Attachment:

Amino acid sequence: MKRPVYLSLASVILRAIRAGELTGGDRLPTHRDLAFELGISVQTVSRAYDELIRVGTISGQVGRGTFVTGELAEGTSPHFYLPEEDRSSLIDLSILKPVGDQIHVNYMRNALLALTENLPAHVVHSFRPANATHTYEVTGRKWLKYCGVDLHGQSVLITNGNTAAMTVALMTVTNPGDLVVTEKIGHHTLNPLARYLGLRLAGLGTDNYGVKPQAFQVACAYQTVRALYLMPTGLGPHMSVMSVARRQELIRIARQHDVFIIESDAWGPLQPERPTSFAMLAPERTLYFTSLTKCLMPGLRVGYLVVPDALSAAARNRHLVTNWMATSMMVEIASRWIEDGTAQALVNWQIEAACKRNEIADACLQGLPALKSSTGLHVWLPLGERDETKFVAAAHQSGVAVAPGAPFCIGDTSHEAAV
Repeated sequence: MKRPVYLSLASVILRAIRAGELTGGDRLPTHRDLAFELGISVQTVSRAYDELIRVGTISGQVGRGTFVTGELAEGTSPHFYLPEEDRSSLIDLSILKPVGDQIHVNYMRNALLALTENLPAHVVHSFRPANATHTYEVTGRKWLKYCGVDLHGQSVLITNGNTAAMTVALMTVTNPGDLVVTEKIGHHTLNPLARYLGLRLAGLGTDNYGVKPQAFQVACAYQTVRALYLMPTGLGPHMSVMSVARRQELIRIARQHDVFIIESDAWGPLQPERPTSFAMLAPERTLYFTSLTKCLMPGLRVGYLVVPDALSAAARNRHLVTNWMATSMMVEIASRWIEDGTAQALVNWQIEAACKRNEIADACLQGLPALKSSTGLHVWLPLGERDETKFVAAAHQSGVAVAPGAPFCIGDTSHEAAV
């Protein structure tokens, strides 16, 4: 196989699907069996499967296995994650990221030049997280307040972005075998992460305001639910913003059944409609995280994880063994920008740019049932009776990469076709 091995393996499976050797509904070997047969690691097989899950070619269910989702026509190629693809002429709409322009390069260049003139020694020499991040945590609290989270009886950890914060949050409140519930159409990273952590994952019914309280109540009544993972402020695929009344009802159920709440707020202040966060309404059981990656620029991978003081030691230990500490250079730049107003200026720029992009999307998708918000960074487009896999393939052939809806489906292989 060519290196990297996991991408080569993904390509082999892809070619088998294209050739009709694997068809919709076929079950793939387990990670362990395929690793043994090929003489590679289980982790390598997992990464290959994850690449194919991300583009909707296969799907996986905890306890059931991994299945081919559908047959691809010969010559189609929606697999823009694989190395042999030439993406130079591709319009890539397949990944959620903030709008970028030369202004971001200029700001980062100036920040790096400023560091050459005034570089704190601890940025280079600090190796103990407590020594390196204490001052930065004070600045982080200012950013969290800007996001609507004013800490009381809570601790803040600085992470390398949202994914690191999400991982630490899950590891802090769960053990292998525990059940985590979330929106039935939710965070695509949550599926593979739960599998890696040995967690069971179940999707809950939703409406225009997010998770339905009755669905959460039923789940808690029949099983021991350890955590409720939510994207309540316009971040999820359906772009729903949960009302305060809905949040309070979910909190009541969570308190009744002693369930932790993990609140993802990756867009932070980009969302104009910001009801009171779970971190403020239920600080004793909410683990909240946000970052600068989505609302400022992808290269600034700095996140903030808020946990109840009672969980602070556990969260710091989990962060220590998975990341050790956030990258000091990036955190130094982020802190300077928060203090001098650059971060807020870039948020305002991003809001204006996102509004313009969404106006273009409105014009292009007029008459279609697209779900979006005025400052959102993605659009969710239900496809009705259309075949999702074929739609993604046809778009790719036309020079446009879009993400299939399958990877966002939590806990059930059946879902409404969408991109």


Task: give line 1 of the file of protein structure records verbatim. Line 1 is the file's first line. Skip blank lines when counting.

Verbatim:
Amino acid sequence: MKRPVYLSLASVILRAIRAGELTGGDRLPTHRDLAFELGISVQTVSRAYDELIRVGTISGQVGRGTFVTGELAEGTSPHFYLPEEDRSSLIDLSILKPVGDQIHVNYMRNALLALTENLPAHVVHSFRPANATHTYEVTGRKWLKYCGVDLHGQSVLITNGNTAAMTVALMTVTNPGDLVVTEKIGHHTLNPLARYLGLRLAGLGTDNYGVKPQAFQVACAYQTVRALYLMPTGLGPHMSVMSVARRQELIRIARQHDVFIIESDAWGPLQPERPTSFAMLAPERTLYFTSLTKCLMPGLRVGYLVVPDALSAAARNRHLVTNWMATSMMVEIASRWIEDGTAQALVNWQIEAACKRNEIADACLQGLPALKSSTGLHVWLPLGERDETKFVAAAHQSGVAVAPGAPFCIGDTSHEAAV